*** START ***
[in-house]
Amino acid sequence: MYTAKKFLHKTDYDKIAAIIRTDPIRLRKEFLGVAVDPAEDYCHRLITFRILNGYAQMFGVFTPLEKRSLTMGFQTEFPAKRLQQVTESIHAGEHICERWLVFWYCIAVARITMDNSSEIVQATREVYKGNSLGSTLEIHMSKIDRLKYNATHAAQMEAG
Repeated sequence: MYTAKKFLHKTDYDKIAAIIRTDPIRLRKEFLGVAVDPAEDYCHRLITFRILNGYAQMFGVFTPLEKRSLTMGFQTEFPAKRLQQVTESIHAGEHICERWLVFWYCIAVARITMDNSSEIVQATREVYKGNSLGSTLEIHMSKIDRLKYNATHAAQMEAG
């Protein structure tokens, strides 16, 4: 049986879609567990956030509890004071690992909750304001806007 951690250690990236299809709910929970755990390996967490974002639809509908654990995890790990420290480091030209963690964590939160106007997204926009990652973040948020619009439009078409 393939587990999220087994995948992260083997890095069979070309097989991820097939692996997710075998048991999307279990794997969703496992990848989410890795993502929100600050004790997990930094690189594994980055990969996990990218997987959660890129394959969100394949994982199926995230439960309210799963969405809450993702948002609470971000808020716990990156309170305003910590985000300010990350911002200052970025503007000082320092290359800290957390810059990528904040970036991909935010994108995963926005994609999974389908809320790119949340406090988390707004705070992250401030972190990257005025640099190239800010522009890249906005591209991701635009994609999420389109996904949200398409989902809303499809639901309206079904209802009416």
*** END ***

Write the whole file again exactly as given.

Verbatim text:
[in-house]
Amino acid sequence: MYTAKKFLHKTDYDKIAAIIRTDPIRLRKEFLGVAVDPAEDYCHRLITFRILNGYAQMFGVFTPLEKRSLTMGFQTEFPAKRLQQVTESIHAGEHICERWLVFWYCIAVARITMDNSSEIVQATREVYKGNSLGSTLEIHMSKIDRLKYNATHAAQMEAG
Repeated sequence: MYTAKKFLHKTDYDKIAAIIRTDPIRLRKEFLGVAVDPAEDYCHRLITFRILNGYAQMFGVFTPLEKRSLTMGFQTEFPAKRLQQVTESIHAGEHICERWLVFWYCIAVARITMDNSSEIVQATREVYKGNSLGSTLEIHMSKIDRLKYNATHAAQMEAG
């Protein structure tokens, strides 16, 4: 049986879609567990956030509890004071690992909750304001806007 951690250690990236299809709910929970755990390996967490974002639809509908654990995890790990420290480091030209963690964590939160106007997204926009990652973040948020619009439009078409 393939587990999220087994995948992260083997890095069979070309097989991820097939692996997710075998048991999307279990794997969703496992990848989410890795993502929100600050004790997990930094690189594994980055990969996990990218997987959660890129394959969100394949994982199926995230439960309210799963969405809450993702948002609470971000808020716990990156309170305003910590985000300010990350911002200052970025503007000082320092290359800290957390810059990528904040970036991909935010994108995963926005994609999974389908809320790119949340406090988390707004705070992250401030972190990257005025640099190239800010522009890249906005591209991701635009994609999420389109996904949200398409989902809303499809639901309206079904209802009416």